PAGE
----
Jack Liffey is not your standard-issue private eye. He’s a species virtually unto himself. “I rescue kids,” he tells his skeptical ex-wife, realizing he’s blowing smoke. “I save kids from things, I find kids.” To Jack, that’s a task amounting to a reason for being. This fifth time out (The Orange Curtain, 2001, etc.), he’s charged, as he often is, with finding kids nobody believes will be found alive. Young, black Amilcar Davis and his white girlfriend, Sherry, both college students, vanished two months ago after an ugly confrontation with members of a notorious biker gang famous for blatant racism and hair-trigger violence. The official investigation is now at half-throttle, though the cops won’t admit it. Even Amilcar’s devoted parents seem resigned to what they most fear. But Jack takes on the quest like a throwback Galahad chasing the Grail. His search involves him with a large sample of California crazies: white supremacists, of course, but also black separatists, the Christian Right, and a hyper, scared LA on the edge of still another ethnic explosion. In the process, he loses his own beloved daughter, finds her, loses his lover, perhaps permanently, and gets beaten up, chewed on by dogs, and shot, almost fatally. As for Amilcar and Sherry . . . well, the quest was never really about them anyway.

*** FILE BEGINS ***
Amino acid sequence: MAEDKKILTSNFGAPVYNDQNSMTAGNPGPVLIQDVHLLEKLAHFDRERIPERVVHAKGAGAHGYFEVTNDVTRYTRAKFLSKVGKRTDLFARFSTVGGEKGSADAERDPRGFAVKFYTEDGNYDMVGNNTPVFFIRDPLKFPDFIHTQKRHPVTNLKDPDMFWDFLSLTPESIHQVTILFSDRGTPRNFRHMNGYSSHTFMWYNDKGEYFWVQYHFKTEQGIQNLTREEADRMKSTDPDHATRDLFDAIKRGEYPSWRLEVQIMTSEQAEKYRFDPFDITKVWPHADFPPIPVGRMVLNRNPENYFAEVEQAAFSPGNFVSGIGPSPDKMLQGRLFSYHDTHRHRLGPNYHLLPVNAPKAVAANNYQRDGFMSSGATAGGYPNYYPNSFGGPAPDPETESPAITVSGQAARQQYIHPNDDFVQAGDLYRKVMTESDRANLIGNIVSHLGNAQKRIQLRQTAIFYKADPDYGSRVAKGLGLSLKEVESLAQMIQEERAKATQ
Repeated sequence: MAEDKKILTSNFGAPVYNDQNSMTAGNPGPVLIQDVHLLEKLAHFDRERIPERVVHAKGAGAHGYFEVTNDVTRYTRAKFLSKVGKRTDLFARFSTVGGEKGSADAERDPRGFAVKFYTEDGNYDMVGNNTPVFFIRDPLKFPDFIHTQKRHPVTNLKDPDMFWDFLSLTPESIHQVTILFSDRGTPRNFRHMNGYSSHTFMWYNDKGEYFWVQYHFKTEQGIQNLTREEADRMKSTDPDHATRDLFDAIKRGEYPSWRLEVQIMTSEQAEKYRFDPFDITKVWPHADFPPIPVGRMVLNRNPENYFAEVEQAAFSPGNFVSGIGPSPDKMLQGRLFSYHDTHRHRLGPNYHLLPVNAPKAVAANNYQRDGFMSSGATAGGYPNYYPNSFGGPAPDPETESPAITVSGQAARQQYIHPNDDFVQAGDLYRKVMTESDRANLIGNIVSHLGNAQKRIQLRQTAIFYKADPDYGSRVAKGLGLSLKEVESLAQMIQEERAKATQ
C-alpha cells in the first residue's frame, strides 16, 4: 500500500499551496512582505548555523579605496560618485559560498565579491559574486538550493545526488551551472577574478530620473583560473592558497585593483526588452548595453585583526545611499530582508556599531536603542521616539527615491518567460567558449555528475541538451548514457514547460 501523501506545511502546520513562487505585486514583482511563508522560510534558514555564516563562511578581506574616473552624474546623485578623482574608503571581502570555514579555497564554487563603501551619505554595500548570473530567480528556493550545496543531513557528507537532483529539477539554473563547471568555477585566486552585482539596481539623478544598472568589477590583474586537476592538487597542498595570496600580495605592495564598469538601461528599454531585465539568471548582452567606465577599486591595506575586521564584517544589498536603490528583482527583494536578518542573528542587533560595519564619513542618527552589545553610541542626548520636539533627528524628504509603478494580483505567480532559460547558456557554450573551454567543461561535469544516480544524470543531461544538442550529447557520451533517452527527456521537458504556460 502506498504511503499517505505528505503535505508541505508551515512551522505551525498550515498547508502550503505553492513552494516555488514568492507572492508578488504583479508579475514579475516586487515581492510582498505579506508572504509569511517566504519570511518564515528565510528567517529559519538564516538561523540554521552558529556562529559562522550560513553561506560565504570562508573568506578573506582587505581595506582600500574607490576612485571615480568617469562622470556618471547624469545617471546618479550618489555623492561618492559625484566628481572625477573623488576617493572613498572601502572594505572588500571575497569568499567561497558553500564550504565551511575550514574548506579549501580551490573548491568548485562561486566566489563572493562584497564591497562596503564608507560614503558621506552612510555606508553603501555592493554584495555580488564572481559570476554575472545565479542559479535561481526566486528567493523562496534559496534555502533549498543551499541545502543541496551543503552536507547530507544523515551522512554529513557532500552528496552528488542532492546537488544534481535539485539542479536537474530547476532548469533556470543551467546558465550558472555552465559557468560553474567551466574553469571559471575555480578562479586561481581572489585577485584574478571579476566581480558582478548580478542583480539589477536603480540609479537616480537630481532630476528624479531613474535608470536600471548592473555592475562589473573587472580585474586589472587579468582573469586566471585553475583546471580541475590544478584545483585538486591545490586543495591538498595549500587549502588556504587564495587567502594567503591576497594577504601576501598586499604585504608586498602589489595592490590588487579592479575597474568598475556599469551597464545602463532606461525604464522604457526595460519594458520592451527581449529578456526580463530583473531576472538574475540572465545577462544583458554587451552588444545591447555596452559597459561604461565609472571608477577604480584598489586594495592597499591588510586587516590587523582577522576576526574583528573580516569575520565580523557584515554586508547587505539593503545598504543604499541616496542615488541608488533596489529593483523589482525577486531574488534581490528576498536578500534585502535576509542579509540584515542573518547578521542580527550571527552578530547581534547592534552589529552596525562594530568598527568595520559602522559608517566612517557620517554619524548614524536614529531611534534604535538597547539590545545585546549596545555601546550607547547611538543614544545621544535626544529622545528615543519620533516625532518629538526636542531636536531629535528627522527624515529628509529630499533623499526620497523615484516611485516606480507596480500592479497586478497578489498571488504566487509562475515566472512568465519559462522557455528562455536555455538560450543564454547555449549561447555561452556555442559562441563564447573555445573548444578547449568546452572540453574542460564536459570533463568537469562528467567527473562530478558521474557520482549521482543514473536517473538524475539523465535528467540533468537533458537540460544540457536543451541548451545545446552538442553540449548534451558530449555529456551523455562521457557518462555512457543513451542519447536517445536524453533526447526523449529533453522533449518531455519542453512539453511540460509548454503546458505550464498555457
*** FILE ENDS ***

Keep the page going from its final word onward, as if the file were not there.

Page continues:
As always, Shannon’s in there stretching the genre, but endless talk and a diffuse plot cost him dearly here.